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Lancet. 2011 Nov 19; 378(9805):1764-5.Add to my documents.
Revista de Saude Publica / Journal of Public Health. 2006 Apr; 40 Suppl:52-59.This study evaluates the targets of the United Nations Declaration on HIV/AIDS Resource Targets, the attainment of which are premised on promoting three fronts: reduction of material and services costs, increased efficiency in access to and management of funds, and the channeling of new funds. Data were derived from studies of National Accounts of HIV/AIDS in Latin America and the Caribbean and from the recent available literature on the global dynamics of HIV/AIDS resources. The economic concept of global public good occurs throughout the text. The article discusses factors that constrain funding, and thus compel the adoption of new strategies in Brazil. The issues addressed include: difficulties in maintaining the downward tendency in the cost of items related to the HIV/AIDS epidemic, the incorporation each year of thousands of persons needing antiviral therapy, the rise in patient survival and increased diagnosis for the control of HIV/AIDS transmission. It is concluded that, in order to guarantee additional resources to combat the epidemic, the discussion on funding must necessarily focus on both the share of AIDS support for the Brazilian Ministry of Health, and, more importantly, on an increase in health funding as a whole. The recognition that HIV/AIDS control contributes to the global public good should facilitate increases in development assistance from international funding sources. (author's)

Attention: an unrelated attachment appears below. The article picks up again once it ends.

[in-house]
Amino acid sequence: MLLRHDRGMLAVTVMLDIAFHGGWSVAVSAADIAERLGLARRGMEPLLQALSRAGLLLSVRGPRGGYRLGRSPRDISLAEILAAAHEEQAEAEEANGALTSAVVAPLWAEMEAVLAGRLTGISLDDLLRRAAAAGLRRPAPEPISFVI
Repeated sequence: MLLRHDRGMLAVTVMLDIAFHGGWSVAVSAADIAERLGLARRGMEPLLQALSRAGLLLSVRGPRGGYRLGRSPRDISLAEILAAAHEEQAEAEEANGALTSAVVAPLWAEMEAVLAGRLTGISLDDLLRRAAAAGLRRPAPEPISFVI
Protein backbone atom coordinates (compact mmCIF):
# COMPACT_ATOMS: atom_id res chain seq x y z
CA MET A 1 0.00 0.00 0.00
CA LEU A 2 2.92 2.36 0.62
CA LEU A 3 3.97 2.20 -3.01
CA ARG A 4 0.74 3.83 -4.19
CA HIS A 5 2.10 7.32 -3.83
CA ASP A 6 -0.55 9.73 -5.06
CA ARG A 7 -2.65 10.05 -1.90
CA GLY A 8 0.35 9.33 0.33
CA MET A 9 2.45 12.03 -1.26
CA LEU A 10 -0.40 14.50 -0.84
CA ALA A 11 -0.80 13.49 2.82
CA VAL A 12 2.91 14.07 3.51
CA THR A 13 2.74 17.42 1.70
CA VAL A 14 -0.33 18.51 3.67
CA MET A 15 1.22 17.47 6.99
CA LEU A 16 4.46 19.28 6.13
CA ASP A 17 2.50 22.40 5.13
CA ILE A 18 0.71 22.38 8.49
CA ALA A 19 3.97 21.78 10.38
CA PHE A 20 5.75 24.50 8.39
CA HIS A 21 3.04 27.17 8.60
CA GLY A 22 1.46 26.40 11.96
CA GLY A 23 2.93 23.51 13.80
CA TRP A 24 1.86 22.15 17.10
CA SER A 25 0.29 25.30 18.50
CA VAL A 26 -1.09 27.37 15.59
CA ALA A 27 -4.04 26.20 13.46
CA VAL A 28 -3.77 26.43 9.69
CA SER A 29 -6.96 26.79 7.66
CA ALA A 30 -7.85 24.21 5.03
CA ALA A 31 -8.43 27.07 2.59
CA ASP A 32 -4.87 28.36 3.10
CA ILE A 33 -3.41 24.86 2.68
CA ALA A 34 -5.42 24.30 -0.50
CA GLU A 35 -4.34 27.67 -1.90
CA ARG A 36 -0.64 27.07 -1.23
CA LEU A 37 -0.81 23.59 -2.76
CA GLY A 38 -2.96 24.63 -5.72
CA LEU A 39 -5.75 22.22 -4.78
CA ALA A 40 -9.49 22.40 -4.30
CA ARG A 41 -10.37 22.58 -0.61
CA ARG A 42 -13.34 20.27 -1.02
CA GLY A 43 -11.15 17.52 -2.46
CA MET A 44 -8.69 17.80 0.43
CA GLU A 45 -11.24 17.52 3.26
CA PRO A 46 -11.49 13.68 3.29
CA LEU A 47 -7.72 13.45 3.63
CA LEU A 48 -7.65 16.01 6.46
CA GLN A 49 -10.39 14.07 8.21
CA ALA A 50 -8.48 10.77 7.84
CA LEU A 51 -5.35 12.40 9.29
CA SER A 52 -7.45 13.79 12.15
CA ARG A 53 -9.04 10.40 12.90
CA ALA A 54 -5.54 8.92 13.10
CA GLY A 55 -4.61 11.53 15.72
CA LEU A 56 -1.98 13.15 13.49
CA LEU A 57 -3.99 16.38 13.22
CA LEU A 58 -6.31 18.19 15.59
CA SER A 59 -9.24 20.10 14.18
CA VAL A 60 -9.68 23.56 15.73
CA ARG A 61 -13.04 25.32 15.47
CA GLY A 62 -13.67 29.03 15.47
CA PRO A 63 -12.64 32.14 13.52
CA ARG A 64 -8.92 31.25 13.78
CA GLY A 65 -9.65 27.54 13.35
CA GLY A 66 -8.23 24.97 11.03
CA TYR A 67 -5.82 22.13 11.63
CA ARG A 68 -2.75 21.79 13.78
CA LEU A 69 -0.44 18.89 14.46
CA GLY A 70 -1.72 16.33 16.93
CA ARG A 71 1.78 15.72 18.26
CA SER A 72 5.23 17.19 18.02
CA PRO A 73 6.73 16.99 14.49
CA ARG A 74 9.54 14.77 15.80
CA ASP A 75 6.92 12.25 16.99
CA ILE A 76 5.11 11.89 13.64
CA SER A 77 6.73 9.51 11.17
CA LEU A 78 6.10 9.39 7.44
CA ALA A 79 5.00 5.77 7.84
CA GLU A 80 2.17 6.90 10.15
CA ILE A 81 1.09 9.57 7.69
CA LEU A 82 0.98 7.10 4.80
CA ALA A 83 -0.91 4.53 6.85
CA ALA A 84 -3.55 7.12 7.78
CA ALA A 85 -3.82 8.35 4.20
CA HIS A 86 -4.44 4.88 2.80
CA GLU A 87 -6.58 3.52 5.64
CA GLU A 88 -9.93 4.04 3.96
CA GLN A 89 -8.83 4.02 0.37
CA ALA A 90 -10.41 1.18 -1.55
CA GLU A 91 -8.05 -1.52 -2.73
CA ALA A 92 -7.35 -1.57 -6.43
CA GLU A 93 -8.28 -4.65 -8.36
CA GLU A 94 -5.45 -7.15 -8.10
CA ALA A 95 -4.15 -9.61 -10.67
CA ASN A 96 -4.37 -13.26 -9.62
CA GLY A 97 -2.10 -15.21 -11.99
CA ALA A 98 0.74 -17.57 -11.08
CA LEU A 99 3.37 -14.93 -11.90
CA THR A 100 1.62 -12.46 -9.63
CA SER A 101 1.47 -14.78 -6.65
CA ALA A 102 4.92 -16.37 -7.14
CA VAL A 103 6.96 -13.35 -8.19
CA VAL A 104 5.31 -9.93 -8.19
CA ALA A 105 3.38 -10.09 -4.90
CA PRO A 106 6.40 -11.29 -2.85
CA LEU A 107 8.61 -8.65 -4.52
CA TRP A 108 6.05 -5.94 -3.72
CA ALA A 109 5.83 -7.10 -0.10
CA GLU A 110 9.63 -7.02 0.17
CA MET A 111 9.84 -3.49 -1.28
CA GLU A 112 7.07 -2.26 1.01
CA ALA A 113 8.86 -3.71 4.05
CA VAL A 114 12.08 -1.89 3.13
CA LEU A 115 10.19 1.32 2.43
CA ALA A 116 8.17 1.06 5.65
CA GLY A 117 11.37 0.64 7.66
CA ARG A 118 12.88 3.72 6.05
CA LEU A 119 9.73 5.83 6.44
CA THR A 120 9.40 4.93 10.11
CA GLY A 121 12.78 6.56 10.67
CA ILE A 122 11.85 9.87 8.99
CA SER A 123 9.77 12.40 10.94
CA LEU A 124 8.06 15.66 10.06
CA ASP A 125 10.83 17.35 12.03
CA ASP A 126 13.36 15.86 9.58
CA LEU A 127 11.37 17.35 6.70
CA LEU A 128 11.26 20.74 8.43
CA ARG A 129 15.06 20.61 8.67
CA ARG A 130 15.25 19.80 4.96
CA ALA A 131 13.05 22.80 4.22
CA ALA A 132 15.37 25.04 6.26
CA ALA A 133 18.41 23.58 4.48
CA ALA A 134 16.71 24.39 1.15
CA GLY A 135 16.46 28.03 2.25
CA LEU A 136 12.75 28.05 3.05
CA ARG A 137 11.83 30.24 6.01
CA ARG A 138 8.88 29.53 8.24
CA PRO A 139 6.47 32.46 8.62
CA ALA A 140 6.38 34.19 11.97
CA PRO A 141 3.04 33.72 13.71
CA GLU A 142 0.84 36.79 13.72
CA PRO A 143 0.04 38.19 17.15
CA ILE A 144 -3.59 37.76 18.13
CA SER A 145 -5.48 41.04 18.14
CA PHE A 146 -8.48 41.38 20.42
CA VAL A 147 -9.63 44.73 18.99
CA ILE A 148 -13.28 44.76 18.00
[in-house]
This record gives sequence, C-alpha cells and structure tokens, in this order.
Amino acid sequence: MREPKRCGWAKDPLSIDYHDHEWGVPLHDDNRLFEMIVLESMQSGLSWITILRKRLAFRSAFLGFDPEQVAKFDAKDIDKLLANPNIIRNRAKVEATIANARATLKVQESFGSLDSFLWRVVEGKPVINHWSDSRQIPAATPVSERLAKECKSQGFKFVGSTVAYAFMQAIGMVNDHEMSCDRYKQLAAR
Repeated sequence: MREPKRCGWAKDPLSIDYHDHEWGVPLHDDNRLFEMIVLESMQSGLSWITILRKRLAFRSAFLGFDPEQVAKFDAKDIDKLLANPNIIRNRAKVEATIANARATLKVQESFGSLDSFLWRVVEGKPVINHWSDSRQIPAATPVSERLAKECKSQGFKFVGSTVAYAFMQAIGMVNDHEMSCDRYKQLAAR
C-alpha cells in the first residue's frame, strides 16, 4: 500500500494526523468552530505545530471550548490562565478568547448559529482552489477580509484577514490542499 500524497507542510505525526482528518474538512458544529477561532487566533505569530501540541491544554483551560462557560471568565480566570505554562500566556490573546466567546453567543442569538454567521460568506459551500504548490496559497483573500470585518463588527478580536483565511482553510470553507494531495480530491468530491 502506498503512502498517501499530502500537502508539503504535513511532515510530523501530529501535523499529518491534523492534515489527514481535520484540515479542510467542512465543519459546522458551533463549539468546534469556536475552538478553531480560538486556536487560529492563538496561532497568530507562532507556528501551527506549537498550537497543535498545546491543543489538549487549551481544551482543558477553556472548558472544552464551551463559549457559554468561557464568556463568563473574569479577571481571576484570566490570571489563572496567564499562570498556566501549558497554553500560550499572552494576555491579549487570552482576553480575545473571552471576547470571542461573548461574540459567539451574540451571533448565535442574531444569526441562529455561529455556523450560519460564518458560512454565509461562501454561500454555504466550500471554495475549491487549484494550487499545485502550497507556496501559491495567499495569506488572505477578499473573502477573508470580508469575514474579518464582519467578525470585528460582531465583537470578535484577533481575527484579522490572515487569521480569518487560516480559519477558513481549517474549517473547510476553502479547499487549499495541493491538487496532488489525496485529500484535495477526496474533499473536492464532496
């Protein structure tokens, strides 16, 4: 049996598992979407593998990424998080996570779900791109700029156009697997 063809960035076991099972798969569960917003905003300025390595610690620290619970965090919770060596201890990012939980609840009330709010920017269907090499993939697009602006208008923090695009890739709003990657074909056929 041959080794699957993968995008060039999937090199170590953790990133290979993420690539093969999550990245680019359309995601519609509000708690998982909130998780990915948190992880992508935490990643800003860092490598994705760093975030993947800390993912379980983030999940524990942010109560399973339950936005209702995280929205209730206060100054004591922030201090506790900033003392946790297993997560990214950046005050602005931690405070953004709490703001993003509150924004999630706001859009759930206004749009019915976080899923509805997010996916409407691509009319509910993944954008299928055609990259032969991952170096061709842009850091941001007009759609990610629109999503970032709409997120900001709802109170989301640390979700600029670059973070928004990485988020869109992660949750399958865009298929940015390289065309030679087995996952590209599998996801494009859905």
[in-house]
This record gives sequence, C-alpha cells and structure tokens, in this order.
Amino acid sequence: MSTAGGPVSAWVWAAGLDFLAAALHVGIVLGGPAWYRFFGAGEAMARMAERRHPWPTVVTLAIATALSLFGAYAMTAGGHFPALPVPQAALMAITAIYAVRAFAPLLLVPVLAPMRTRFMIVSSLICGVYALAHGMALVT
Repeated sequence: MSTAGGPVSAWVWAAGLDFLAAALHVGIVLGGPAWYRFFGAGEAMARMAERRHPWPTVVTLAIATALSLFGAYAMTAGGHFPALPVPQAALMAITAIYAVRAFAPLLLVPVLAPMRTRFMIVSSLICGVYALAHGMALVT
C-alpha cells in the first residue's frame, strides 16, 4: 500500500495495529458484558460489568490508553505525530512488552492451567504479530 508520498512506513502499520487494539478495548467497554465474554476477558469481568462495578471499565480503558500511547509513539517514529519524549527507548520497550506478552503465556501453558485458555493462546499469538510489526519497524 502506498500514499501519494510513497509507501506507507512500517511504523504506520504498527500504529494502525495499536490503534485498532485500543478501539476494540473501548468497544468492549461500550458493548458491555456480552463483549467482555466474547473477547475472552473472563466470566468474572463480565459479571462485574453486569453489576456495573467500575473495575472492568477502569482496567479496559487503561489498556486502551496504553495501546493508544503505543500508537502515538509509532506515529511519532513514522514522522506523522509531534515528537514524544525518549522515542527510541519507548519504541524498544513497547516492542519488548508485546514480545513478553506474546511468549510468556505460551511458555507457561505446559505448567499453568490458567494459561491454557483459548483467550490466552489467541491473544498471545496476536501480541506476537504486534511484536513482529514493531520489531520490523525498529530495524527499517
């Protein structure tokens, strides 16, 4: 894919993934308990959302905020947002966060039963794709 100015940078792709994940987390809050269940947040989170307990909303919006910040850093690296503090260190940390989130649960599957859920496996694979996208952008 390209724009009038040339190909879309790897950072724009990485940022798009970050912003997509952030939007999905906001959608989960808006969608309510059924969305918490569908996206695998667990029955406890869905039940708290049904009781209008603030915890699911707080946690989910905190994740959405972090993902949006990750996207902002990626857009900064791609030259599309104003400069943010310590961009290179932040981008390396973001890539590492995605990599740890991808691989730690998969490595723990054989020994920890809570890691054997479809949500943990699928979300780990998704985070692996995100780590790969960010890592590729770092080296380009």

Lancet. 2006 Dec 9; 368(9552):2095-2100.At the United Nations International Conference on Population and Development in Cairo in 1994, the international community agreed to make reproductive health care universally available no later than 2015. After a 5-year review of progress towards implementation of the Cairo programme of action, that commitment was extended to include sexual, as well as reproductive, health and rights. Although progress has been made towards this commitment, it has fallen a long way short of the original goal. We argue that sexual and reproductive health for all is an achievable goal--if cost-effective interventions are properly scaled up; political commitment is revitalised; and financial resources are mobilised, rationally allocated, and more effectively used. National action will need to be backed up by international action. Sustained effort is needed by governments in developing countries and in the donor community, by inter-governmental organisations, non-governmental organisations, civil society groups, the women's health movement, philanthropic foundations, the private for-profit sector, the health profession, and the research community. (author's)